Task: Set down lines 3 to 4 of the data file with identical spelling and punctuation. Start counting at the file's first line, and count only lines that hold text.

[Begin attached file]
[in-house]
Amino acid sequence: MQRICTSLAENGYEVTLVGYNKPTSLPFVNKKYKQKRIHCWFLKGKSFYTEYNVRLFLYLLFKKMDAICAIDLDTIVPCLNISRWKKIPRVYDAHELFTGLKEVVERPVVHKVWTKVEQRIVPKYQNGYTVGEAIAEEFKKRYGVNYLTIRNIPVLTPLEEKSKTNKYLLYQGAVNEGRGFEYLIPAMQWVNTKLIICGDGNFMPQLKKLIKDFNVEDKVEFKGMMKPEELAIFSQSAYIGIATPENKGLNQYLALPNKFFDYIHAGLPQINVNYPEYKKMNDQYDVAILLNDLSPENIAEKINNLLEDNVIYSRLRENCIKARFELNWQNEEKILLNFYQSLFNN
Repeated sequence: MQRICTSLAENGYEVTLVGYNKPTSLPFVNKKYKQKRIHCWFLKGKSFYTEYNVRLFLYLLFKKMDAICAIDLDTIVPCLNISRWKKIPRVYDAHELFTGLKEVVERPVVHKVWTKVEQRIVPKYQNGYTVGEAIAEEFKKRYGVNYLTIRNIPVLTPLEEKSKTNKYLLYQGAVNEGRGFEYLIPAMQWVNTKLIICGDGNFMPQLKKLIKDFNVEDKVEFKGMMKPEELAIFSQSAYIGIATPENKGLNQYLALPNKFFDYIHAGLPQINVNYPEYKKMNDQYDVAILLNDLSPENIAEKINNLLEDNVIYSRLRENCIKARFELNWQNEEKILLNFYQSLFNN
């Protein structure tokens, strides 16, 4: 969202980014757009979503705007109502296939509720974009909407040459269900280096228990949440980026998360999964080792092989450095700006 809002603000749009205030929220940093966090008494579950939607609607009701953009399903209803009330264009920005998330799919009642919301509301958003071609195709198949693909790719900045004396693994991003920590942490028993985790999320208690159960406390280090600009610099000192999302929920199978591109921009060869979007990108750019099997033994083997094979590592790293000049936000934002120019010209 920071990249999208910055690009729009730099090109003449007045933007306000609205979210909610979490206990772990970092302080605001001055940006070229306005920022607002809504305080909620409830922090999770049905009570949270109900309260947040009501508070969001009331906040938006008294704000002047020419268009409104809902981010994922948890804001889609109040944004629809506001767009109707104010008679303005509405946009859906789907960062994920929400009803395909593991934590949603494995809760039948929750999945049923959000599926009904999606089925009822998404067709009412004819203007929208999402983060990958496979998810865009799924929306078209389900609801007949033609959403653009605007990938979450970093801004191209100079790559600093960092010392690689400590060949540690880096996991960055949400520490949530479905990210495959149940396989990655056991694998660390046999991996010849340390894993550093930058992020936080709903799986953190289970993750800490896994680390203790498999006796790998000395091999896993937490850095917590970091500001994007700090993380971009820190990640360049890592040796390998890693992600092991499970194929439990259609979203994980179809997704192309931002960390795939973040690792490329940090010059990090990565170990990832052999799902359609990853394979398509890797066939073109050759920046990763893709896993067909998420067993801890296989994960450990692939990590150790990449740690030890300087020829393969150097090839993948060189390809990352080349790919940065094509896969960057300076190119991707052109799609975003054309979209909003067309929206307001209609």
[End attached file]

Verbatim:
Repeated sequence: MQRICTSLAENGYEVTLVGYNKPTSLPFVNKKYKQKRIHCWFLKGKSFYTEYNVRLFLYLLFKKMDAICAIDLDTIVPCLNISRWKKIPRVYDAHELFTGLKEVVERPVVHKVWTKVEQRIVPKYQNGYTVGEAIAEEFKKRYGVNYLTIRNIPVLTPLEEKSKTNKYLLYQGAVNEGRGFEYLIPAMQWVNTKLIICGDGNFMPQLKKLIKDFNVEDKVEFKGMMKPEELAIFSQSAYIGIATPENKGLNQYLALPNKFFDYIHAGLPQINVNYPEYKKMNDQYDVAILLNDLSPENIAEKINNLLEDNVIYSRLRENCIKARFELNWQNEEKILLNFYQSLFNN
């Protein structure tokens, strides 16, 4: 969202980014757009979503705007109502296939509720974009909407040459269900280096228990949440980026998360999964080792092989450095700006 809002603000749009205030929220940093966090008494579950939607609607009701953009399903209803009330264009920005998330799919009642919301509301958003071609195709198949693909790719900045004396693994991003920590942490028993985790999320208690159960406390280090600009610099000192999302929920199978591109921009060869979007990108750019099997033994083997094979590592790293000049936000934002120019010209 920071990249999208910055690009729009730099090109003449007045933007306000609205979210909610979490206990772990970092302080605001001055940006070229306005920022607002809504305080909620409830922090999770049905009570949270109900309260947040009501508070969001009331906040938006008294704000002047020419268009409104809902981010994922948890804001889609109040944004629809506001767009109707104010008679303005509405946009859906789907960062994920929400009803395909593991934590949603494995809760039948929750999945049923959000599926009904999606089925009822998404067709009412004819203007929208999402983060990958496979998810865009799924929306078209389900609801007949033609959403653009605007990938979450970093801004191209100079790559600093960092010392690689400590060949540690880096996991960055949400520490949530479905990210495959149940396989990655056991694998660390046999991996010849340390894993550093930058992020936080709903799986953190289970993750800490896994680390203790498999006796790998000395091999896993937490850095917590970091500001994007700090993380971009820190990640360049890592040796390998890693992600092991499970194929439990259609979203994980179809997704192309931002960390795939973040690792490329940090010059990090990565170990990832052999799902359609990853394979398509890797066939073109050759920046990763893709896993067909998420067993801890296989994960450990692939990590150790990449740690030890300087020829393969150097090839993948060189390809990352080349790919940065094509896969960057300076190119991707052109799609975003054309979209909003067309929206307001209609």